Legal marijuana retailers and cultivators are not the only ones who will not receive federal relief loans during the coronavirus outbreak. The Coronavirus Aid, Relief, and Economic Security (CARES) Act, provides for a Paycheck Protection Program offering a substantial amount of forgivable loans to companies with 500 or fewer employees. The federal Small Business Administration (SBA) confirmed that an array of businesses that provide services to the cannabis industry are not eligible either.
In a communication about the draft rules of the CARES Act, SBA refers to a document from last year that sketched out which type of businesses are ineligible for its programs. One section mentions “Businesses Engaged in any Illegal Activity” under federal, state, or local law. The statement refers also to those companies that “make, sell, service, or distribute products or services used in connection with illegal activity”, unless the applicants are able to prove that such usage falls completely outside of what their intended marketplace would be. As for cannabis businesses like dispensaries and cultivation facilities, it is no wonder they are being denied these loans. Yet, given federal law prohibits the distribution and sale of cannabis, financial transactions involving cannabis-related business would implicate illicit funds, regardless what product or service the company would be actually providing. SBA defines an ineligible “indirect marijuana business” as “a business that derived any of its gross revenue for the previous year (or, if a start-up, projects to derive any of its gross revenue for the next year) from sales to Direct Marijuana Businesses of products or services that could reasonably be determined to aid in the use, growth, enhancement or other development of marijuana.”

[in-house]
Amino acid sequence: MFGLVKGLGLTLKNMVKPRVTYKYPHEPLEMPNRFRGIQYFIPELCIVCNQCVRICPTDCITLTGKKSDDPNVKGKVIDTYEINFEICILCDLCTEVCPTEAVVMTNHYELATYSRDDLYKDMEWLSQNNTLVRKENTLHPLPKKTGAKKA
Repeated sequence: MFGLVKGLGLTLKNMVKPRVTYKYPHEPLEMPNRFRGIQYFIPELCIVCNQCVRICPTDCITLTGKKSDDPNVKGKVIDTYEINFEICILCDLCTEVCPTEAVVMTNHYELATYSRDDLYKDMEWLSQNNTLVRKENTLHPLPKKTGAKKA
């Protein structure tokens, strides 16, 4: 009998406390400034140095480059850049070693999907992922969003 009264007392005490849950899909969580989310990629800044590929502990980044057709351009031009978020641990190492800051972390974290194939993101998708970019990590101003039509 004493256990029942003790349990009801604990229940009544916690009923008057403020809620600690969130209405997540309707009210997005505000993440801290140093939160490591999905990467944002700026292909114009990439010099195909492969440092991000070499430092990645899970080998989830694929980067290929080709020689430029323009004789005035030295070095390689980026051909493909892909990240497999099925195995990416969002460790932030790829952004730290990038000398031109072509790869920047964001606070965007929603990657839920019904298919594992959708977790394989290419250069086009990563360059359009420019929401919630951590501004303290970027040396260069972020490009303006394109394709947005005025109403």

SBA provides specific examples of such companies, including testing laboratories, resellers and manufacturers of paraphernalia grow lights, hydroponic and other specialized equipment, and counselors of all sorts, be it for legal, financial, marketing or campaigning purposes.
The punishment for applying for the relief loans with fraudulent information is incarceration for up to five years and fines up to $250,000, under one federal statute. Another statute instructs imprisonment of up to two years and a maximum $5,000 penalty. And, if the application was submitted to a federally insured institution, the sentence involved is up to 30 years in prison and fines as high as $1 million. Far from being surprising, considering the federal government’s attitude towards the cannabis industry, it still remains a quite unfair deliberation. Cannabis companies pay Medicare, Social Security, federal corporate taxes and unemployment taxes, like any other business. Yet, unlike any other business, they are not entitled to governmental financial support during these times of economic uncertainty. The federal government happily collects cannabis-derived tax money as legit funds. Yet, somehow, in a ‘double-standarded’ fashion, that same government deems cannabis-related revenues as illicit funds, and will thus refuse to support any business revolving around these funds.
Considering the amount of different businesses that provide services to cannabis companies in legal states, the SBA’s deliberation has all the potential to negatively impact hundreds and hundreds of federally legal businesses all across the USA. Lobbyists are pressuring Congress to include language to future coronavirus-related spending legislation to ensure access to SBA services for state-legal marijuana businesses. Moreover, eleven senators recently advocated for the competent committees to allowcannabis businesses to access federal loans. Yet, whether these efforts will see any success is still to be seen.
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